. . . Well, of course it couldn’t be anything as simple as a matter of conservative versus liberal visions of the country’s future, could it? Probably, that would have been the case even if one of the candidates were not Barack "The Magic Negro" Obama, but his presence inevitably gives a kind of license to the eggheads to indulge their most preposterous flights of fancy — and the more so as his opponent, Mitt Romney, is someone seen as being so very, very white. Consider, for example, the comically naive over-sophistication of Walter Kirn’s analysis in The New Republic:
In a letter written in his youth concerning the "ambivalence" and "fatalism" of T.S. Eliot’s "The Waste Land," Obama discerns a conflict in the poem "between ecstatic chaos and lifeless mechanistic order." He may as well be describing the election. His base has marked euphoric tendencies and a proven tolerance for paradox. The idea of "soft power" makes sense to them, as does the notion that going into debt can sometimes help lift a sinking economy. His constituency also distrusts rigidity, particularly as it’s embodied by his rival, whose orderly, mechanistic temperament is evident both in the way he combs his hair and the way he dismisses raising taxes. Romney’s mental syntax runs smooth and straight, a spire pointing up to heaven, a graph line separating gains and losses. Chaos holds no ecstasies for him; his vision of bliss is a balanced checking account, a decisive missile strike, a running mate who’s identical to him minus a couple of decades and 20 pounds. He’s even precise in his inconsistencies, repudiating the same health care scheme that he instituted as a governor and insisting that to balance a budget, one need only alter one side of the ledger.
As any businessman could have told Mr Kirn, had he cared to inquire, it is not only true that "to balance a budget one need only alter one side of the ledger" it is also normally how that particular task has to be done, since one always has a great deal more control over one’s outgoings than over one’s incomings. The only thing Mr Romney is being inconsistent with in this instance is his inconsistency with Democratic party talking points, which this brainiac, like so many others who are now beating the drum for Mr Obama, appears to regard as simple axioms.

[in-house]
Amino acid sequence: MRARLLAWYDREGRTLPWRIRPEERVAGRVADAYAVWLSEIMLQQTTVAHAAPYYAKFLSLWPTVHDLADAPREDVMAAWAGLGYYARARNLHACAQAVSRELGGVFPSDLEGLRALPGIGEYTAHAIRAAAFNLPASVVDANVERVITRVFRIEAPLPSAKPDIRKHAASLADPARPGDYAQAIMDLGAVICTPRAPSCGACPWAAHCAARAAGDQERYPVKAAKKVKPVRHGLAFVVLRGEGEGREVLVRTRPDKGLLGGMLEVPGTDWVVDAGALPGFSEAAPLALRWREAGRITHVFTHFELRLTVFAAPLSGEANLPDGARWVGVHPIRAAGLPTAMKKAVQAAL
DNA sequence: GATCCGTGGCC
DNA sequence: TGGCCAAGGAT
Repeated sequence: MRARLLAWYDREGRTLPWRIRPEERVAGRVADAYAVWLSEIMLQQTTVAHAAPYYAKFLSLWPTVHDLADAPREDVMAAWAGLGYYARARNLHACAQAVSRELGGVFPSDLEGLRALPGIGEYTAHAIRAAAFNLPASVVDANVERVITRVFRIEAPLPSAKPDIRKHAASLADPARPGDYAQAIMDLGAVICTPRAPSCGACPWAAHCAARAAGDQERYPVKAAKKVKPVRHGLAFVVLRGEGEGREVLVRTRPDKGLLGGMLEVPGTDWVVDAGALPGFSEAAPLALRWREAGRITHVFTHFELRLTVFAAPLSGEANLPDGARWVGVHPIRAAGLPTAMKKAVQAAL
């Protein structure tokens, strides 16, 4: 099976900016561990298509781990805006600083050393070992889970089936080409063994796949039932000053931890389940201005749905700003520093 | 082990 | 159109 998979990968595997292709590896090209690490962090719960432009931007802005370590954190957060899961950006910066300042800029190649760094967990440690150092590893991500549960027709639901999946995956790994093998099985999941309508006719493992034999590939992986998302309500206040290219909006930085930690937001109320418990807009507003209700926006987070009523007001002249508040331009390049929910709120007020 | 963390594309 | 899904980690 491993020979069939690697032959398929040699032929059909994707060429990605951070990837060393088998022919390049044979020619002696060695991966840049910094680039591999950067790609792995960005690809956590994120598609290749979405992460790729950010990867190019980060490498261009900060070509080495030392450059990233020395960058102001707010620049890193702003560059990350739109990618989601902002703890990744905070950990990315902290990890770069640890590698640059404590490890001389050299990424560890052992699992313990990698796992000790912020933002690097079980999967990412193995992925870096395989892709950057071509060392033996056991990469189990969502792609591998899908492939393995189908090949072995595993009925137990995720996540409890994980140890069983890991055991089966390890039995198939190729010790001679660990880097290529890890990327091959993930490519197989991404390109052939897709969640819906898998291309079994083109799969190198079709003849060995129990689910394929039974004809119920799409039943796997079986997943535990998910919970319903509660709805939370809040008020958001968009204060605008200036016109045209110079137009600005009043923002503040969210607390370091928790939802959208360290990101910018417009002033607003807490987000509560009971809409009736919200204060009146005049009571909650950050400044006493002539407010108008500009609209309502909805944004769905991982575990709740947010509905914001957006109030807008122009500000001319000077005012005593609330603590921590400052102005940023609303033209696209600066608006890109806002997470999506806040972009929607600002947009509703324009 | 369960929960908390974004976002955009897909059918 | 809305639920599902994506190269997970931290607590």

That must also be why he has neglected to examine the assumption behind a statement like "the idea of ‘soft power’ makes sense to them," since the idea of soft power makes sense to everybody. It has nothing to do either with ecstatic chaos or partisan politics, and it does not constitute for anybody but the odd pacifist here and there a simple alternative to the hard kind. Nor, for that matter, does anyone doubt, so far as I know, that "going into debt can sometimes help lift a sinking economy." All that we exponents of lifeless mechanistic order wish to point out is that sometimes — like for example when you’re already massively in debt and you keep borrowing on an unprecedented scale — it can’t.
But such simple contrarieties apparently do not rise to the level of the paradoxes for which Mr Kirn and his highly intellectual kind are said to have "a proven tolerance." I wonder if it has ever occurred to him why the campaign slogan adopted by his hero is the suspiciously lifeless and mechanistic "Forward" — the movement of a train, or a tank — rather than "Ecstatic Chaos"? Or if he has ever reflected, in a stray moment of self-doubt, that what he is really congratulating the President on is his ability to conceal his ecstatic side beneath the pretense of responsible stewardship? But then there’s hardly any need for him to conceal anything, is there, so long as he has worshipful intellectuals like Mr Kirn to provide him with camouflage in the shape of a fluffy blanket of fine-sounding but essentially meaningless words.